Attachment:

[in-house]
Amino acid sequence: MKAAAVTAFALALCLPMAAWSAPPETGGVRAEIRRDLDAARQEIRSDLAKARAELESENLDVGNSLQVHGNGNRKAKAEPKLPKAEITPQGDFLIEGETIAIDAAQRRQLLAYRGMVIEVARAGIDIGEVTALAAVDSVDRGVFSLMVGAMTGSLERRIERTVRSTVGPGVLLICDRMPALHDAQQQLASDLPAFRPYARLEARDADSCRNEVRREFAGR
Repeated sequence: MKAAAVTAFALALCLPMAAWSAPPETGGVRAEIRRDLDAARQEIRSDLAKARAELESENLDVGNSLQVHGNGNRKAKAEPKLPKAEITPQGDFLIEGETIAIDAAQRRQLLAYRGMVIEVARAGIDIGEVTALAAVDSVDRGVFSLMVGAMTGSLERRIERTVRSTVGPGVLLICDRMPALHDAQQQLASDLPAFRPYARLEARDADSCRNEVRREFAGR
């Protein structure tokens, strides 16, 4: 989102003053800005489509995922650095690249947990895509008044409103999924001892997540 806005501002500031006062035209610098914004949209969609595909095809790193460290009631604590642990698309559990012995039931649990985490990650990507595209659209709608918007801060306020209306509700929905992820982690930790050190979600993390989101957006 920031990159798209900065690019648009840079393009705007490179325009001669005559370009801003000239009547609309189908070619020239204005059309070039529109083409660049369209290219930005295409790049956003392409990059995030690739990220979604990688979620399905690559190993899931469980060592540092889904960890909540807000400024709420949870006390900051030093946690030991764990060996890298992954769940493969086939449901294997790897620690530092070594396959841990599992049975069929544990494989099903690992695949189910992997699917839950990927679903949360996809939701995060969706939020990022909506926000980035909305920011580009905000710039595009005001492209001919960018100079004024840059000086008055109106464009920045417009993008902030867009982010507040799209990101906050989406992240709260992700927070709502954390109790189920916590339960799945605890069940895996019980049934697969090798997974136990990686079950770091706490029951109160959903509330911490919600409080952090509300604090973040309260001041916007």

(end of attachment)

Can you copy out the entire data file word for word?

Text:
[in-house]
Amino acid sequence: MKAAAVTAFALALCLPMAAWSAPPETGGVRAEIRRDLDAARQEIRSDLAKARAELESENLDVGNSLQVHGNGNRKAKAEPKLPKAEITPQGDFLIEGETIAIDAAQRRQLLAYRGMVIEVARAGIDIGEVTALAAVDSVDRGVFSLMVGAMTGSLERRIERTVRSTVGPGVLLICDRMPALHDAQQQLASDLPAFRPYARLEARDADSCRNEVRREFAGR
Repeated sequence: MKAAAVTAFALALCLPMAAWSAPPETGGVRAEIRRDLDAARQEIRSDLAKARAELESENLDVGNSLQVHGNGNRKAKAEPKLPKAEITPQGDFLIEGETIAIDAAQRRQLLAYRGMVIEVARAGIDIGEVTALAAVDSVDRGVFSLMVGAMTGSLERRIERTVRSTVGPGVLLICDRMPALHDAQQQLASDLPAFRPYARLEARDADSCRNEVRREFAGR
């Protein structure tokens, strides 16, 4: 989102003053800005489509995922650095690249947990895509008044409103999924001892997540 806005501002500031006062035209610098914004949209969609595909095809790193460290009631604590642990698309559990012995039931649990985490990650990507595209659209709608918007801060306020209306509700929905992820982690930790050190979600993390989101957006 920031990159798209900065690019648009840079393009705007490179325009001669005559370009801003000239009547609309189908070619020239204005059309070039529109083409660049369209290219930005295409790049956003392409990059995030690739990220979604990688979620399905690559190993899931469980060592540092889904960890909540807000400024709420949870006390900051030093946690030991764990060996890298992954769940493969086939449901294997790897620690530092070594396959841990599992049975069929544990494989099903690992695949189910992997699917839950990927679903949360996809939701995060969706939020990022909506926000980035909305920011580009905000710039595009005001492209001919960018100079004024840059000086008055109106464009920045417009993008902030867009982010507040799209990101906050989406992240709260992700927070709502954390109790189920916590339960799945605890069940895996019980049934697969090798997974136990990686079950770091706490029951109160959903509330911490919600409080952090509300604090973040309260001041916007």